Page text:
Fair Credit Reporting Act (FCRA)

Written By ESR News Blog Editor Thomas Ahearn             

On August 9, 2019, a ruling in the United States District Court for the Northern District of Georgia found that a background check for independent contractors does not trigger the protections applicable for a background check for “employment purposes” under the federal Fair Credit Reporting Act (FCRA).

The FCRA provides protections for a background check obtained for “employment purposes” that include obtaining the subject’s written authorization in a “stand-alone disclosure” and providing a pre-adverse action notice and summary of rights if the report leads to adverse action against the subject.

Plaintiff John Walker, Jr. applied for a job as a real estate agent with defendant RealHome Services and Solutions and he signed an agreement that explicitly described him as an independent contractor but his job offer was later rescinded allegedly based on his background check information, according to the ruling.

Walker also claimed he signed a background check consent form that violated the FCRA “stand-alone disclosure” requirement by including a liability waiver and that RealHome also violated the FCRA pre-adverse action requirements by not providing him with a copy of his report or summary of his rights.

Defendant RealHome argued that Walker lacked standing to bring his “stand-alone” claim and that both of his claims of FCRA violations failed because he was an independent contractor and not subject to the FCRA protections. The Court, as had several other district courts previously, agreed with the defendant.

The FCRA defines employment purposes as “a report used for the purpose of evaluating a consumer for employment, promotion, reassignment, or retention as an employee.” So the court was “required to apply the common law meaning of employment, which does not include independent contractors.”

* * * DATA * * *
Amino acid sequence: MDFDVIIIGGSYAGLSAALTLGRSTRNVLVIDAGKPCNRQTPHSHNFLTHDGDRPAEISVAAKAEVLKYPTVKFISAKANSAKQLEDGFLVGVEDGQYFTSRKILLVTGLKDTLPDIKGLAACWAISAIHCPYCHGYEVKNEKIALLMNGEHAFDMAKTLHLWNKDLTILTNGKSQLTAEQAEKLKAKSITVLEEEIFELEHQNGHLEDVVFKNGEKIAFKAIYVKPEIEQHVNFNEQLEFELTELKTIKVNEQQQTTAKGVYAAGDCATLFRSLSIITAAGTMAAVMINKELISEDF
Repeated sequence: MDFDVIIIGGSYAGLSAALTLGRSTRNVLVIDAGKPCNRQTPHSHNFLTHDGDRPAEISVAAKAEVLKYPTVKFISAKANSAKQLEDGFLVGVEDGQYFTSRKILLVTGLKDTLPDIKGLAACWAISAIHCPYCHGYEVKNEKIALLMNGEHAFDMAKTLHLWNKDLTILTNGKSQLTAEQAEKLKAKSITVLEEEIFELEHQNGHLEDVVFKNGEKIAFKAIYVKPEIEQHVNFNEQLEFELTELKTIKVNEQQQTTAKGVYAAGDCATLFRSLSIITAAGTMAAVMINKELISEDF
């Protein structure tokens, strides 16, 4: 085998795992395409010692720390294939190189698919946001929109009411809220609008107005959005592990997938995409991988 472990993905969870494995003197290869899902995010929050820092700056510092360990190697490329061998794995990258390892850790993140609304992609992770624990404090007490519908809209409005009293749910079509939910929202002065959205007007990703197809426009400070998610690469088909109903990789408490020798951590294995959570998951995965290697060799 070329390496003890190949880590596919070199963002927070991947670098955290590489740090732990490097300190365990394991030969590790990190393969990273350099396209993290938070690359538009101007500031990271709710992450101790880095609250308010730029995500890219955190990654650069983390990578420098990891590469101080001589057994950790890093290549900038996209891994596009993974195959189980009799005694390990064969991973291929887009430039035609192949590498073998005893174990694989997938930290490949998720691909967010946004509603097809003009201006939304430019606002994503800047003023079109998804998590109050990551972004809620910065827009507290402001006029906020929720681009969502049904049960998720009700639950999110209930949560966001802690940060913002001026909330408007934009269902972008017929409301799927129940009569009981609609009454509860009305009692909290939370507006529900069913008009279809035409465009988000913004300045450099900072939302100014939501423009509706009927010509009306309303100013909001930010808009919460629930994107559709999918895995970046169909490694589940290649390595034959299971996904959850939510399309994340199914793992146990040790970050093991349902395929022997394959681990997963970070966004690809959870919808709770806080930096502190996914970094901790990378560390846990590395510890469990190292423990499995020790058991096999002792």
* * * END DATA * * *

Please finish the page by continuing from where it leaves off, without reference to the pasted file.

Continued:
Passed by Congress in 1970, the FCRA 15 U.S.C. § 1681 promotes the accuracy, fairness, and privacy of consumer information contained in the files of consumer reporting agencies (CRAs) and protects consumers from the willful and/or negligent inclusion of inaccurate information in consumer reports.

The fact that FCRA class action lawsuits continue to be a concern for employers performing background checks in an increasingly complex legal environment was chosen by Employment Screening Resources® (ESR) as one of the “ESR Top Ten Background Check Trends” for 2019.

Employment Screening Resources® (ESR) offers employers two complimentary white papers – “Common Ways Consumer Reporting Agencies are Sued Under the FCRA” and “Common Ways Prospective or Current Employees Sue Employers Under the FCRA” – to help them comply with the FCRA.

NOTE: Employment Screening Resources® (ESR) does not provide or offer legal services or legal advice of any kind or nature. Any information on this website is for educational purposes only.

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